Skip to main content

Breeders of the Huacaya Alpaca and Producers of Fine, Luxury Fiber
Home
News and Events
Online Shop
Alpaca Sales
Herdsires
Farm Shop
About Us
About Us too
Around the Farm
History of Alpacas
Contact Us
Who was St. Isidore?
Site Map
Member Login
History of Alpacas

 

Alpaca first appeared in the United States in 1984. How did these ancient creatures  find their way here?

 

      Alpacas were a cherished treasure of the ancient Incan civilization and played a central role in the Incan culture that was located on the high Andean Plateau and mountains of South America. Alpacas were first imported to the United States in 1984. Alpacas are now being successfully raised and enjoyed throughout North America and abroad.

     There are two types of alpacas - the Huacaya and the Suri. The lifespan of the alpaca is about 20 years and gestation is 11.5 months. Alpacas eat grasses and chew a cud. Adult alpacas are about 36" tall at the withers and generally weigh between 100 and 200 pounds. They are gentle and easy to handle. Alpacas don't have horns, hooves or claws. Clean-up is easy since alpacas deposit droppings in only a few places in the paddock. They require minimal fencing and can be pastured at 5 to 10 animals per acre.

 

 

 

Alpacas produce one of the world's finest and most luxurious natural fibers. It is shorn from the animal without causing it injury. Soft as cashmere and warmer, lighter, and stronger than wool, it comes in more colors than any other fiber producing animal (approximately 22 basic colors with many variations and blends).  This cashmere-like fleece, once reserved for Incan royalty, is now enjoyed by spinners, knitters, and consumers around the world.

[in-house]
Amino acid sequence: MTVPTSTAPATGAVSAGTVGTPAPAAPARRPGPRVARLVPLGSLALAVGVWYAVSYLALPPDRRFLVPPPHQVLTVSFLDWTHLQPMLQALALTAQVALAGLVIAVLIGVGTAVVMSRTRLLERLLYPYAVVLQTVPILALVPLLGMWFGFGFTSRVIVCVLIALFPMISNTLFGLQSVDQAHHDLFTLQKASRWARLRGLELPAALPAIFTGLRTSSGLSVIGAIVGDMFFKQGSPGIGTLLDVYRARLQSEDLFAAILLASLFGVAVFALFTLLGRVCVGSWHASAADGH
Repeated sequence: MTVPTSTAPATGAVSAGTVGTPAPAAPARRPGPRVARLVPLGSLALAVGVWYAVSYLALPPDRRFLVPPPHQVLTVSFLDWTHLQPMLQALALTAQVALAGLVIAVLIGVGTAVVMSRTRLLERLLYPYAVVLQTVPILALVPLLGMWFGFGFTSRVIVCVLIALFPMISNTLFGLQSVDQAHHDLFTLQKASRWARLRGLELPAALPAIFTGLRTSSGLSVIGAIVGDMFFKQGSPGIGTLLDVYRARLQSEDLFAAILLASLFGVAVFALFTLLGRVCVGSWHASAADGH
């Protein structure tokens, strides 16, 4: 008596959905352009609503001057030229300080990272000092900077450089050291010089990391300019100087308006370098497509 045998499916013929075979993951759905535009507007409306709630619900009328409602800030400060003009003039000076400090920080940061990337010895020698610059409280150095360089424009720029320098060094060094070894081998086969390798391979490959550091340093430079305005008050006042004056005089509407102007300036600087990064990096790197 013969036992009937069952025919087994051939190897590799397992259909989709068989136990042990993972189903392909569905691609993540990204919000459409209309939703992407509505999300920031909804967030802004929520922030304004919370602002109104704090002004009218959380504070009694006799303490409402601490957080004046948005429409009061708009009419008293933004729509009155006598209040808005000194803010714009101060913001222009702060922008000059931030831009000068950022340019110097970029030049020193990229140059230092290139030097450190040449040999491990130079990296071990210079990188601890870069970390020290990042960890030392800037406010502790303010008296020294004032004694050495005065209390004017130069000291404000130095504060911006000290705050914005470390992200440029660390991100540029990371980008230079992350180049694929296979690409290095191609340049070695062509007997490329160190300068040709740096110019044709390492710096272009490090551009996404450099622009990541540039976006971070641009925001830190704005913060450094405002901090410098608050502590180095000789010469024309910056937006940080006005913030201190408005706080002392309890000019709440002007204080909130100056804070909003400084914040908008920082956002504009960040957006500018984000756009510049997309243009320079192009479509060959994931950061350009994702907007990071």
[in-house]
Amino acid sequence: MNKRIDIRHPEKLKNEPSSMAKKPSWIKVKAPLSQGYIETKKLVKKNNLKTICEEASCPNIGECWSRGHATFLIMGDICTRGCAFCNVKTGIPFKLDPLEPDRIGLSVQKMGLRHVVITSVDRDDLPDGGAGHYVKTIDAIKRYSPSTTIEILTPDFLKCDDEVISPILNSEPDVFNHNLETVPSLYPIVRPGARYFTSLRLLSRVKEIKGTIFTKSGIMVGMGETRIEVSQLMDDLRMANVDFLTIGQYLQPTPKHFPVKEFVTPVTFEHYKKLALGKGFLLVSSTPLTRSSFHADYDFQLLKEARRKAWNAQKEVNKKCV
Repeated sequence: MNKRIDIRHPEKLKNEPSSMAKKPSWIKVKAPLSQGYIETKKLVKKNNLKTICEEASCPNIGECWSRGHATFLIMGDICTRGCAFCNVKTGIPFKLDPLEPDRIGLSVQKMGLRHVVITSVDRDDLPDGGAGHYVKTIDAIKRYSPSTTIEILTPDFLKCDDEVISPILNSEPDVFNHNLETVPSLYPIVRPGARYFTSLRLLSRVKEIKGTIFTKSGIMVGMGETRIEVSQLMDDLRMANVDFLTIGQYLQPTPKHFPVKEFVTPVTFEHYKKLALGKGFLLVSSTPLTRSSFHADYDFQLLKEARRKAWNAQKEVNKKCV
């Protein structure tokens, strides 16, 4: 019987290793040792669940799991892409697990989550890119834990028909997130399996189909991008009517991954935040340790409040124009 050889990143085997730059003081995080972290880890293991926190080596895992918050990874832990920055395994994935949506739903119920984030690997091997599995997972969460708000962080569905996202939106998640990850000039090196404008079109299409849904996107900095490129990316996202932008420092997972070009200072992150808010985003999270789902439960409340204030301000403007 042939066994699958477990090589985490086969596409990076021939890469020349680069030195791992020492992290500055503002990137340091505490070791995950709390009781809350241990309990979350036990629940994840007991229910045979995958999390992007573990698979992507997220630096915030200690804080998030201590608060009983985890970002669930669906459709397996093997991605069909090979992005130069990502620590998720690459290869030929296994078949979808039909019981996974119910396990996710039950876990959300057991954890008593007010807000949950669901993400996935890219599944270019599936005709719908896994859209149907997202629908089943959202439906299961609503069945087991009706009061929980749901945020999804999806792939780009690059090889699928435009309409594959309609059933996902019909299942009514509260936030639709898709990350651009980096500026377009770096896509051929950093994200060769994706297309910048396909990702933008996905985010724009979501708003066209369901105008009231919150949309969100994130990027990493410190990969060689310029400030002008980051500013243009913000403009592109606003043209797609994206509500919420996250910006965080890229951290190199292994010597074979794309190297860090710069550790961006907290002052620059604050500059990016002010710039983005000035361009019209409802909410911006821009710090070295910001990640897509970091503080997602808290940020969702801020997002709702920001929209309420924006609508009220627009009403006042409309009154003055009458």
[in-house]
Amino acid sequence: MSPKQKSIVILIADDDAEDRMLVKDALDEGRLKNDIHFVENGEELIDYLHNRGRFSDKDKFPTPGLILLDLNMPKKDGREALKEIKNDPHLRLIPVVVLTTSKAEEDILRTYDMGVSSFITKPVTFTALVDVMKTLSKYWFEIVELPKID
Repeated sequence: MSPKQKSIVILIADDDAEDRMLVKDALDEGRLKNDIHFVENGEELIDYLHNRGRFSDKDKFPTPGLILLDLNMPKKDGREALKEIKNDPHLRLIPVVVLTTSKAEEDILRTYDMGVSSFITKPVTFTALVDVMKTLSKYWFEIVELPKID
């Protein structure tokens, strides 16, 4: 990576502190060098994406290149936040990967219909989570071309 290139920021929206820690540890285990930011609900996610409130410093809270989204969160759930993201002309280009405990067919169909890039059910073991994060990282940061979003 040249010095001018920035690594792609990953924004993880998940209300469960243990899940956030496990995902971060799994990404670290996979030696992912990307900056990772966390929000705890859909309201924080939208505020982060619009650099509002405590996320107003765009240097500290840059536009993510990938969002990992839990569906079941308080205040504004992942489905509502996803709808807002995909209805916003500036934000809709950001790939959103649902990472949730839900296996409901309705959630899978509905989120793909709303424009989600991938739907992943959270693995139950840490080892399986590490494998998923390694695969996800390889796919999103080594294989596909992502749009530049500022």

Alpaca owners enjoy a strong and active national organization. The Alpaca Owners and Breeders Association (AOBA) with a growing number of Regional Affiliates and AOBA sanctioned national committees addressing every aspect of the industry.
The Alpaca Fiber Cooperative of North America (AFCNA) accepts fleece from its members, and turns the precious textile into quality alpaca garments and products. Members benefit from a ready outlet for their fiber, while the cooperative works to increase awareness of and demand for this every day luxury.
     The Alpaca Registry (ARI) has been established to help ensure accurate records and has a state-of the-art system to document bloodlines. Alpacas must be DNA blood typed in order to be registered. Virtually every alpaca in the U.S. is registered.

 

 

Alpacas have coexisted with humankind for thousands of years. The Incan civilization of the Andes Mountains in Peru elevated the alpaca to a central place in their society. The imperial Incas clothed themselves in garments made from alpaca and many of their religious ceremonies involved the animal. Museums throughout the Americas display textiles made from alpaca fiber.
     The Spanish conquistadors failed to see the value of alpaca fiber, preferring the merino sheep of their native Spain. For a time, alpaca fiber was a well-kept secret. In the middle 1800's, Sir Titus Salt of Saltaire, England rediscovered alpaca. The newly industrialized English textile industry was at its zenith when Sir Titus began studying the unique properties of alpaca fleece. He discovered, for instance, that alpaca fiber was stronger than sheep's wool and that its strength did not diminish with fineness of staple. The alpaca textiles he fashioned from the raw fleece were soft, lustrous, and they soon began making their mark across Europe. Today, the center of the alpaca textile industry is in Arequipa, Peru; yarn and other products made from alpaca are sold primarily in Japan and Europe.
     Outside of their native South America, the number of alpacas found in other countries is extremely limited. In fact, 99 percent of the world's approximately three million alpacas are found in Peru, Bolivia, and Chile.



 

 

 

The Huacaya

 

 

The Suri